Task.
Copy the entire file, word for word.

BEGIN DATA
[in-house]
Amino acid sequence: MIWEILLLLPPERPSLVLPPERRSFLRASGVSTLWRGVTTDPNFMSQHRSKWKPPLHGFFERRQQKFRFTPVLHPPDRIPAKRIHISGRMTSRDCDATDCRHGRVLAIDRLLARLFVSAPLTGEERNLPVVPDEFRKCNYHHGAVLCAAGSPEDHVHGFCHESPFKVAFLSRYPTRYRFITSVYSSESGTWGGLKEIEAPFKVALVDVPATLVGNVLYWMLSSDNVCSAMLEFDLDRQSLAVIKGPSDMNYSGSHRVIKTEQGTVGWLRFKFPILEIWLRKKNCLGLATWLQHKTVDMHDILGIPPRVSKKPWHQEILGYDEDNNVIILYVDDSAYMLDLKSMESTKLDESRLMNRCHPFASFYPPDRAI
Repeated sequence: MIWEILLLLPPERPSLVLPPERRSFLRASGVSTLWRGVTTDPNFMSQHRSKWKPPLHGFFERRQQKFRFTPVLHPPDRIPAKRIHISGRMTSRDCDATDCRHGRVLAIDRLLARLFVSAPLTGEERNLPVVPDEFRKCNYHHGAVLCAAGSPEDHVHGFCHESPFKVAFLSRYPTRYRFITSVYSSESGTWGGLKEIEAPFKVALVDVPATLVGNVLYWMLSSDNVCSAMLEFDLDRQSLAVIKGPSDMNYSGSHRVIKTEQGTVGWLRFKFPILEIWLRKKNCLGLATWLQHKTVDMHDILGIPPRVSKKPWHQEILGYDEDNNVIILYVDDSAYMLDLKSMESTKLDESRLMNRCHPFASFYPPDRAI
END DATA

[in-house]
Amino acid sequence: MIWEILLLLPPERPSLVLPPERRSFLRASGVSTLWRGVTTDPNFMSQHRSKWKPPLHGFFERRQQKFRFTPVLHPPDRIPAKRIHISGRMTSRDCDATDCRHGRVLAIDRLLARLFVSAPLTGEERNLPVVPDEFRKCNYHHGAVLCAAGSPEDHVHGFCHESPFKVAFLSRYPTRYRFITSVYSSESGTWGGLKEIEAPFKVALVDVPATLVGNVLYWMLSSDNVCSAMLEFDLDRQSLAVIKGPSDMNYSGSHRVIKTEQGTVGWLRFKFPILEIWLRKKNCLGLATWLQHKTVDMHDILGIPPRVSKKPWHQEILGYDEDNNVIILYVDDSAYMLDLKSMESTKLDESRLMNRCHPFASFYPPDRAI
Repeated sequence: MIWEILLLLPPERPSLVLPPERRSFLRASGVSTLWRGVTTDPNFMSQHRSKWKPPLHGFFERRQQKFRFTPVLHPPDRIPAKRIHISGRMTSRDCDATDCRHGRVLAIDRLLARLFVSAPLTGEERNLPVVPDEFRKCNYHHGAVLCAAGSPEDHVHGFCHESPFKVAFLSRYPTRYRFITSVYSSESGTWGGLKEIEAPFKVALVDVPATLVGNVLYWMLSSDNVCSAMLEFDLDRQSLAVIKGPSDMNYSGSHRVIKTEQGTVGWLRFKFPILEIWLRKKNCLGLATWLQHKTVDMHDILGIPPRVSKKPWHQEILGYDEDNNVIILYVDDSAYMLDLKSMESTKLDESRLMNRCHPFASFYPPDRAI